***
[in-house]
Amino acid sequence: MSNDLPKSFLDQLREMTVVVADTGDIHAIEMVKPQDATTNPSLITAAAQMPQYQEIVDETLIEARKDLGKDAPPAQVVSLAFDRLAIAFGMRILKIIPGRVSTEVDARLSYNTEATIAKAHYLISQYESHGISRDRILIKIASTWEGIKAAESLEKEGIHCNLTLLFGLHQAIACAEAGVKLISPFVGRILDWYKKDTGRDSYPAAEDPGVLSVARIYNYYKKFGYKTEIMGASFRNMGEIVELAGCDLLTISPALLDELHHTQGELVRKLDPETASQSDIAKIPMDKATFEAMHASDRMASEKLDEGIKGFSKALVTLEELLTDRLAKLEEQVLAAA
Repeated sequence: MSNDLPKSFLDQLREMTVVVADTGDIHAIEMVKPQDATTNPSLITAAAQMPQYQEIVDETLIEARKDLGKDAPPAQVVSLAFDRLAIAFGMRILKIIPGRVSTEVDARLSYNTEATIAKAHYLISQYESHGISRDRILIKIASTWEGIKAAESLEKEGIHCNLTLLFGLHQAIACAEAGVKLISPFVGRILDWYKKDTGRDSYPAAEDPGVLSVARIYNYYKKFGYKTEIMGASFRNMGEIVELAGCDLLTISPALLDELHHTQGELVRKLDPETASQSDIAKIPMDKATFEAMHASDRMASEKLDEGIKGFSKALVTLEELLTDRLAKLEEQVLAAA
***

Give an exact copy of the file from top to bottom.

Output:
[in-house]
Amino acid sequence: MSNDLPKSFLDQLREMTVVVADTGDIHAIEMVKPQDATTNPSLITAAAQMPQYQEIVDETLIEARKDLGKDAPPAQVVSLAFDRLAIAFGMRILKIIPGRVSTEVDARLSYNTEATIAKAHYLISQYESHGISRDRILIKIASTWEGIKAAESLEKEGIHCNLTLLFGLHQAIACAEAGVKLISPFVGRILDWYKKDTGRDSYPAAEDPGVLSVARIYNYYKKFGYKTEIMGASFRNMGEIVELAGCDLLTISPALLDELHHTQGELVRKLDPETASQSDIAKIPMDKATFEAMHASDRMASEKLDEGIKGFSKALVTLEELLTDRLAKLEEQVLAAA
Repeated sequence: MSNDLPKSFLDQLREMTVVVADTGDIHAIEMVKPQDATTNPSLITAAAQMPQYQEIVDETLIEARKDLGKDAPPAQVVSLAFDRLAIAFGMRILKIIPGRVSTEVDARLSYNTEATIAKAHYLISQYESHGISRDRILIKIASTWEGIKAAESLEKEGIHCNLTLLFGLHQAIACAEAGVKLISPFVGRILDWYKKDTGRDSYPAAEDPGVLSVARIYNYYKKFGYKTEIMGASFRNMGEIVELAGCDLLTISPALLDELHHTQGELVRKLDPETASQSDIAKIPMDKATFEAMHASDRMASEKLDEGIKGFSKALVTLEELLTDRLAKLEEQVLAAA